On Dormancy and the Remedial Rhythm of Rest
The season of dormancy is fast approaching.
The circle of life is so visible, this time of year, as I wallow in yellow, crunching leaves.
And as the nature sheds its leaves and prepares for winter, I am slowly easing back to life after a little dormancy of my own.
You see, I have this habit of crashing and burning, albeit not in that order. I’m one of those people who burn, burn, burn – and then hit a wall with a ferocious mess and a week of utter exhaustion where my body physically refuses to do anything but sleep, and my mind refuses to do anything but stare into the air, slipping slowly into madness.
In other words, it’s been a very unproductive couple of weeks.
And you know what?
I think everyone can learn a little from nature as we go about our busy lives.
Because no one – not even me and you – can escape the rhythm of rest.
Did you know that even trees that normally go dormant in winter – if given an “eternal summer” – will eventually stop growing?
Did you know that there are plants who refuse to bear flowers unless they have a period of lower temperature and less exposure to light?
And just as the flowers and trees need rest, so do we.
Because there comes a time when more work becomes counter-productive.
When you push past your limits, the quality of your work will go down, not up. And when you burn for too long before refueling, you blaze through the reserves of your energy that should be spent on intuition, creativity, presence and self-compassion.
But in a world when everything can be better, faster, stronger – when do we stop? If we constantly put off resting until we are done, we will never get there. Because in a life of ebb and flow, nothing is ever finished.
When was the last time you slept until you wanted to sleep no more? When was the last time you spent a whole day doing nothing in particular? What rejuvenates you, nourishes you from the inside out?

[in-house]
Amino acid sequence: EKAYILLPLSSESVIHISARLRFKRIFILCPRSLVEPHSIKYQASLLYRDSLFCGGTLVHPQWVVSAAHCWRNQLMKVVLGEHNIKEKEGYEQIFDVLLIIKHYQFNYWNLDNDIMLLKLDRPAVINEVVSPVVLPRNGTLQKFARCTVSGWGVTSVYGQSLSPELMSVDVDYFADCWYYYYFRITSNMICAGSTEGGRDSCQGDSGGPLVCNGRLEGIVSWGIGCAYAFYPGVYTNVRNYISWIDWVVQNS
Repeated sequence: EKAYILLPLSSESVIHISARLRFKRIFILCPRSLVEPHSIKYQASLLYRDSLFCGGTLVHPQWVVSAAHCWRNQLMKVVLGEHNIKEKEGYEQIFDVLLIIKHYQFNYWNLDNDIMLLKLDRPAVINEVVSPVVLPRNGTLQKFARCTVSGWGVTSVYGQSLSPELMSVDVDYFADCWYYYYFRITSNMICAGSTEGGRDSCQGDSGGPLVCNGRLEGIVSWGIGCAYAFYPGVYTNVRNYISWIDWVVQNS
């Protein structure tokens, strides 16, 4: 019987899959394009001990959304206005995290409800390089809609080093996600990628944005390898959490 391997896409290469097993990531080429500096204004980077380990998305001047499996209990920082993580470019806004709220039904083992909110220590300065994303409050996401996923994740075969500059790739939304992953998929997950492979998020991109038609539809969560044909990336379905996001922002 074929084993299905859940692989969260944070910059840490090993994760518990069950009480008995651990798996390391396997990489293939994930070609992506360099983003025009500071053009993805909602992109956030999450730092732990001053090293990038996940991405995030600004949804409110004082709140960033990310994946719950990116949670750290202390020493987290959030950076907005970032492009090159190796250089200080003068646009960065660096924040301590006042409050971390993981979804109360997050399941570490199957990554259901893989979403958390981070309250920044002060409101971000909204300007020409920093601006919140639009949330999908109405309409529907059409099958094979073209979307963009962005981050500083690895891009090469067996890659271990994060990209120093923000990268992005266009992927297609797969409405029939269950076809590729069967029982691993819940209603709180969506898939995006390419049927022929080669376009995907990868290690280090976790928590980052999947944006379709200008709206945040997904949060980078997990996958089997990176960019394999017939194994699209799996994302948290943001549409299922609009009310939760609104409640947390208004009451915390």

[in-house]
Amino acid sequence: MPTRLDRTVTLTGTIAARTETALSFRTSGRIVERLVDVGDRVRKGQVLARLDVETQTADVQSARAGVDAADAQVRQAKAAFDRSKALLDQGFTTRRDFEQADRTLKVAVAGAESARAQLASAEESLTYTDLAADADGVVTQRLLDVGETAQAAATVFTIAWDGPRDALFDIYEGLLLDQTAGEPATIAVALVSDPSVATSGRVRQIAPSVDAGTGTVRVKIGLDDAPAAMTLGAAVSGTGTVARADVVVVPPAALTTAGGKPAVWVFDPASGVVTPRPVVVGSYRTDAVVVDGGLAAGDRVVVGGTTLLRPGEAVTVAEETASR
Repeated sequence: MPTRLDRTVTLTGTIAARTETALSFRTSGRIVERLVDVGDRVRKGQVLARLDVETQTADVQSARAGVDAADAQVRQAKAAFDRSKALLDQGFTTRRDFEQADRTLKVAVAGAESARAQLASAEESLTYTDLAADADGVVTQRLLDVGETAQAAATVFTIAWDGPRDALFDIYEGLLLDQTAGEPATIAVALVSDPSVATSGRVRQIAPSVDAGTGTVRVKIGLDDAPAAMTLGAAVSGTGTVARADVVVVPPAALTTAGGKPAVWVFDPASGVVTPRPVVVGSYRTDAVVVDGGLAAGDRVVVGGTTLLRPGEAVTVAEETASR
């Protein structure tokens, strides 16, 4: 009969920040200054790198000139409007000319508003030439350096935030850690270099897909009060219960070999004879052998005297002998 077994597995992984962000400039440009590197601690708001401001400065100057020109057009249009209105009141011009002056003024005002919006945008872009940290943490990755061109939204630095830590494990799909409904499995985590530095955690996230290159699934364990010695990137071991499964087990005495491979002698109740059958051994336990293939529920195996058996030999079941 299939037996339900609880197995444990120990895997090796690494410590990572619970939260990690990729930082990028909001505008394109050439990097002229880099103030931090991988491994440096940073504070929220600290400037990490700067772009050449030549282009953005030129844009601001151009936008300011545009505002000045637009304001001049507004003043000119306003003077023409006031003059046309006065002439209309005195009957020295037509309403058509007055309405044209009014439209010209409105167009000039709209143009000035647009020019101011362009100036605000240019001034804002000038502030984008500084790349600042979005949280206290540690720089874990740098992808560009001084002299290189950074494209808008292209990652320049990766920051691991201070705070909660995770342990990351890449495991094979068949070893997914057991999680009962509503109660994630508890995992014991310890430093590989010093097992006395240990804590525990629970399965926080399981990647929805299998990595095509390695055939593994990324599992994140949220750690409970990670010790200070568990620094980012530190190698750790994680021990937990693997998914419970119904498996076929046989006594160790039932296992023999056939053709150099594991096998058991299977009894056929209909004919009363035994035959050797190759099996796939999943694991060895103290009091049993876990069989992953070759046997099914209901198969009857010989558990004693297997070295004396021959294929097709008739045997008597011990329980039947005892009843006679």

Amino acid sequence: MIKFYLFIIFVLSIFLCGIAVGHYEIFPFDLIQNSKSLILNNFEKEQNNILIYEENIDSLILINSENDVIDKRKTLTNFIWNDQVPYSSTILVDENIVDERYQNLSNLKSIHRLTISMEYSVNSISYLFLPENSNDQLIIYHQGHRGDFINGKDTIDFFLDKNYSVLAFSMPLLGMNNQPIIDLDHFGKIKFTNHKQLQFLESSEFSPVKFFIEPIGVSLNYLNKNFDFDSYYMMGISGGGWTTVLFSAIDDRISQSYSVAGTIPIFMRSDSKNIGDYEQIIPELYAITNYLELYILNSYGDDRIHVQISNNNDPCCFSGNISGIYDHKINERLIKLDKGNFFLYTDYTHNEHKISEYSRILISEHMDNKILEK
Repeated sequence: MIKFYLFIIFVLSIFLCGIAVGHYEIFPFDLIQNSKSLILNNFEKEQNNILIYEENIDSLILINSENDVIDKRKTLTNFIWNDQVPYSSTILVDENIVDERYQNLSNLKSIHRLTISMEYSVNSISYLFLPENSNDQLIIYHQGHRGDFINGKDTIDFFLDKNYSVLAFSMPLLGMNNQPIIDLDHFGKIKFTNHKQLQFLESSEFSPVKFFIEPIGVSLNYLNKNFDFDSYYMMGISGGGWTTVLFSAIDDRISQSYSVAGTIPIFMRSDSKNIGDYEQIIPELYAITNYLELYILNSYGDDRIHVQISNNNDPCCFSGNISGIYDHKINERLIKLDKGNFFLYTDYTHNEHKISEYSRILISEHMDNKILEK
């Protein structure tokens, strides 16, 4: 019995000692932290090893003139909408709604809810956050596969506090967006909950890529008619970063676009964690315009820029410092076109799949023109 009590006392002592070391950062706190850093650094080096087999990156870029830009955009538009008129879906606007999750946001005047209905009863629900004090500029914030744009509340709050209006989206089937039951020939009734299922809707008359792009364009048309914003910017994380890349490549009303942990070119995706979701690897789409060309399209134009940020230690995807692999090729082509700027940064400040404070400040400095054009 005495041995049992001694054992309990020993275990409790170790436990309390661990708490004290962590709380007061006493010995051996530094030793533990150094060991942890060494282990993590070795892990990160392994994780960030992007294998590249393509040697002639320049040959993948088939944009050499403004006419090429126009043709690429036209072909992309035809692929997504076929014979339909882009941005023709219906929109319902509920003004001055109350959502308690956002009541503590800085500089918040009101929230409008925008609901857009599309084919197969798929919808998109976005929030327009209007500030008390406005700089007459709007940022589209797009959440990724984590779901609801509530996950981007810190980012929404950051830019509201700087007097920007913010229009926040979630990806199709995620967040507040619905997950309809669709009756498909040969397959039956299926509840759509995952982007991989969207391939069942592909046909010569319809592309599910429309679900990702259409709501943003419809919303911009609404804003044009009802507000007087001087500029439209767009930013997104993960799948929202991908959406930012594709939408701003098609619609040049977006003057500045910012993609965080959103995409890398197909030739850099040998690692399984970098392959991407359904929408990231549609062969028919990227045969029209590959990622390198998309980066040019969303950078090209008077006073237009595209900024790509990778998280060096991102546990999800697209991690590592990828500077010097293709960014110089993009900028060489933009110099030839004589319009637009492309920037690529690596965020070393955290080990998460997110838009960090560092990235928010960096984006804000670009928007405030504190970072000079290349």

And most important of all, does you life have rhythm?
What is the heartbeat of your life?
Sometimes your life will look more like the Flight of the bumblebee than Bach’s Air. That’s just the way it is. What’s important is that you have a rhythm of work and rest. If you’ve been running about and stressing around for a while – eventually you will need to slow down. And I dare say that the longer you run, the longer you will need to recharge. So is your rhythm a fast one – where you rest for 15 minutes to an hour every now and then? Or do you burn for a week before you take a day completely off? Or maybe you, like me, go go go until you and go no more.
How high is your pulse?
For me, I have crashed one too many times. After working almost day and night for three months, I collapsed two weeks ago. My body couldn’t take it anymore. I slept for 16 hours straight and I haven’t been able to do anything resembling work for over a week.
And as it sometimes takes a disaster to open your eyes – this collapse definitely opened mine.
From now on I have to change my beat. Inspired by a friend who has made Sundays her Cat Days – and from reading Sabbath by Wayne Muller – I am slowing down. This means that from now on, I will not work on Sundays. No exceptions.
Instead, I will light candles, cook, bake, take walks and read real books. I will deliberately slow down the pace, breathe and take naps. On Sundays, coffee will be replaced by tea and instead of throwing together a salad I will savor stew and delicious soup. Sundays will be my Do Nothing (Wrong) Days where I’m allowed to do everything that nourishes me, and nothing that drains.
And so, as the leaves change colors and then pirouette to the ground like yellow ballerinas – I will slow down too.
It’s time to do a little less, so I can live a little more.
Who’s with me?